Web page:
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Young chefs prepare a meal for the young royal couple

This Monday April 11, 2011 file photo shows Britain's Prince William accompanied by his fiancee Kate Middleton, as they arrive at Witton Country Park, Darwen, England.

Tim Hales / AP Photo/Tim Hales / AP Photo

Many 16-year-old boys take the set-it-and-forget-it approach to cooking: throw something in a microwave, heat and eat.

But Kyle Nicklas is working by hand to help make a meal he won't soon forget: the feast that Prince William and his bride Kate will enjoy on their arrival at Rideau Hall on Thursday.

A high school student from Tavistock, Ont., he's one of 19 aspiring chefs brought to the Governor General's home to prepare the meal for the royal reception.

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"It is an honour, because I'm only 16 and this is probably going to be the biggest meal of my life, even in my whole career," he said while scrubbing oysters.

Over at the pastry station, Arielle Schwab from Vancouver cut circles of dough to make dozens of tiny phyllo cones. She's part of Culinary Canada's Juniors team preparing for the World Culinary Olympics in 2012.

The 21-year-old said she's ecstatic to be baking for the royals, but is a little nervous.

"I want it be completely perfect," she said. "They are just regular people obviously but with a little bit more hype."

The young chefs aren't slicing and dicing on their own, but work under the guidance of the seasoned pros in Governor General's kitchen. Their presence is part of the overall theme of the first day of the tour: connecting young Canadians with the young royals.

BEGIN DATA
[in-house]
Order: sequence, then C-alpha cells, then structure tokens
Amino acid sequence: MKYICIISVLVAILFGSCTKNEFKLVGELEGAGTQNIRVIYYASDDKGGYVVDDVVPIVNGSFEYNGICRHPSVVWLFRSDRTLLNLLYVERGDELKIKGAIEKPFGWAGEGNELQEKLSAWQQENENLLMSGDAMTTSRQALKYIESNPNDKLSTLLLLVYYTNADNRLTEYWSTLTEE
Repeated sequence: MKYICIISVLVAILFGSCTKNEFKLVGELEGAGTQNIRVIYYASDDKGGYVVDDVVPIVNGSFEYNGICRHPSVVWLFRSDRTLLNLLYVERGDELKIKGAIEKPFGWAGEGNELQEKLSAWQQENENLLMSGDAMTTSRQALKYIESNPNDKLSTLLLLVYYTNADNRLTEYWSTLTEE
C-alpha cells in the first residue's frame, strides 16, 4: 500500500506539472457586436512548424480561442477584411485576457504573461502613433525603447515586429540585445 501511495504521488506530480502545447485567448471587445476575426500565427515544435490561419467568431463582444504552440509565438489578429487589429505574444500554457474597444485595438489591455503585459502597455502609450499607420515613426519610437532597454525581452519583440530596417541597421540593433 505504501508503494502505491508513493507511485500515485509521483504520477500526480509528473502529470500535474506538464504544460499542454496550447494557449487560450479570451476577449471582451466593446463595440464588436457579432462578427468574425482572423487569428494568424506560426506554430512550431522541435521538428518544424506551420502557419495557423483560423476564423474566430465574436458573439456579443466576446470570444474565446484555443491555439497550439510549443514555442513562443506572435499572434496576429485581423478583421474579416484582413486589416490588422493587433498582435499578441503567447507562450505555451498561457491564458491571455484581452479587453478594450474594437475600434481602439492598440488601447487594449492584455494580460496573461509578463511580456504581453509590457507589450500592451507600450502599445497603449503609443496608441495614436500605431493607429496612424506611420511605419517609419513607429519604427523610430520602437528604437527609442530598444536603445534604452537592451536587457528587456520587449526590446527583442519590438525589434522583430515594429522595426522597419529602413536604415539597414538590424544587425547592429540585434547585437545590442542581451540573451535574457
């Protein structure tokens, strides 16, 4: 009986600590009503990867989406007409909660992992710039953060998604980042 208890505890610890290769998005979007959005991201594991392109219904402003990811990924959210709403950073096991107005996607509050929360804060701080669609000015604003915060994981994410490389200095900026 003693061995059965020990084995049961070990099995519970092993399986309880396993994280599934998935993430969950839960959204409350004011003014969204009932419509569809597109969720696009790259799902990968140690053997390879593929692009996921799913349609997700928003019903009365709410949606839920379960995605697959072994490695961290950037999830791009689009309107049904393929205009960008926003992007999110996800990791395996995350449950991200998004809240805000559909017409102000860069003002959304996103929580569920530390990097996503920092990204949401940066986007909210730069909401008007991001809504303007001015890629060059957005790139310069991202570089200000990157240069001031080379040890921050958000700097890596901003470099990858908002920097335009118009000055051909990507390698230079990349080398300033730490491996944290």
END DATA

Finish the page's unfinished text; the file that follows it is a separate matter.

Executive chef Louis Charest said he did a lot of research when it came to preparing the menu.

"We want to make sure we represent the whole country as much as possible," Mr. Charest said.

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Once completed, the menu was forwarded to the royal couple who signed off on the plan.

Mr. Charest wouldn't divulge any of his recipes, but gave a rundown of some of the ingredients: sea urchin harvested by a scuba diver from the North; spotted prawns plucked off the Queen Charlotte Islands; yak from Alberta; fruit wines from Saskatchewan; and cheese from P.E.I.

"These are secret treasures that people have in their communities," said Christine MacIntyre, the Governor General's director of events and visitor services.

"That's what's really important: bringing people's backyards together to this backyard so we that we could share together in one great big picnic."

The meal will be served at a reception on the terrace of Rideau Hall, where more than 100 Canadian youth selected for the community work will have a chance to mingle with the newlyweds and other guests.

While the young chefs will also have a chance to meet the royals, they won't be able to take home a souvenir photo of them enjoying the meal. Protocol stipulates no photographs be taken of Prince William and Kate while they're eating.

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